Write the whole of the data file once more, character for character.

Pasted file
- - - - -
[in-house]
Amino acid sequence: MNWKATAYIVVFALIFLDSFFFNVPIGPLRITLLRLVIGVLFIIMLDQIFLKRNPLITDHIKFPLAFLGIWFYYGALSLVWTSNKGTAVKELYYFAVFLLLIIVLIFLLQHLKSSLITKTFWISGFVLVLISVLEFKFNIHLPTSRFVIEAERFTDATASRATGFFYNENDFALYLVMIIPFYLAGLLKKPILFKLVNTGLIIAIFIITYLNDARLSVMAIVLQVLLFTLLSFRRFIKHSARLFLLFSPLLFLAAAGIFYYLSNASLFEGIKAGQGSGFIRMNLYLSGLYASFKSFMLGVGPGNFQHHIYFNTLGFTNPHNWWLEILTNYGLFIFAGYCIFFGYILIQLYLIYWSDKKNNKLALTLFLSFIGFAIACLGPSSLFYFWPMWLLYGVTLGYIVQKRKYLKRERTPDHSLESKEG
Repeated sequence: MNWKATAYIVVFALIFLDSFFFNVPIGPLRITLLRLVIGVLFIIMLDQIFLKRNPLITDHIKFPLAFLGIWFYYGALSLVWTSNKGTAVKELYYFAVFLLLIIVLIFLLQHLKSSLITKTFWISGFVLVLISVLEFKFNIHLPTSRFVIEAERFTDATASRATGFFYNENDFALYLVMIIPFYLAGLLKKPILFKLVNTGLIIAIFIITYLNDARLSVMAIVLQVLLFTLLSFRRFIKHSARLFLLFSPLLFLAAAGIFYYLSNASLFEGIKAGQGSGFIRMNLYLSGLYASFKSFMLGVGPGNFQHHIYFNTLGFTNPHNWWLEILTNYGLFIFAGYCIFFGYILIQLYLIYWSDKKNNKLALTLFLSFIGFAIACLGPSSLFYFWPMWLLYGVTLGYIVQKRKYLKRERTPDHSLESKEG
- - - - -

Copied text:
[in-house]
Amino acid sequence: MNWKATAYIVVFALIFLDSFFFNVPIGPLRITLLRLVIGVLFIIMLDQIFLKRNPLITDHIKFPLAFLGIWFYYGALSLVWTSNKGTAVKELYYFAVFLLLIIVLIFLLQHLKSSLITKTFWISGFVLVLISVLEFKFNIHLPTSRFVIEAERFTDATASRATGFFYNENDFALYLVMIIPFYLAGLLKKPILFKLVNTGLIIAIFIITYLNDARLSVMAIVLQVLLFTLLSFRRFIKHSARLFLLFSPLLFLAAAGIFYYLSNASLFEGIKAGQGSGFIRMNLYLSGLYASFKSFMLGVGPGNFQHHIYFNTLGFTNPHNWWLEILTNYGLFIFAGYCIFFGYILIQLYLIYWSDKKNNKLALTLFLSFIGFAIACLGPSSLFYFWPMWLLYGVTLGYIVQKRKYLKRERTPDHSLESKEG
Repeated sequence: MNWKATAYIVVFALIFLDSFFFNVPIGPLRITLLRLVIGVLFIIMLDQIFLKRNPLITDHIKFPLAFLGIWFYYGALSLVWTSNKGTAVKELYYFAVFLLLIIVLIFLLQHLKSSLITKTFWISGFVLVLISVLEFKFNIHLPTSRFVIEAERFTDATASRATGFFYNENDFALYLVMIIPFYLAGLLKKPILFKLVNTGLIIAIFIITYLNDARLSVMAIVLQVLLFTLLSFRRFIKHSARLFLLFSPLLFLAAAGIFYYLSNASLFEGIKAGQGSGFIRMNLYLSGLYASFKSFMLGVGPGNFQHHIYFNTLGFTNPHNWWLEILTNYGLFIFAGYCIFFGYILIQLYLIYWSDKKNNKLALTLFLSFIGFAIACLGPSSLFYFWPMWLLYGVTLGYIVQKRKYLKRERTPDHSLESKEG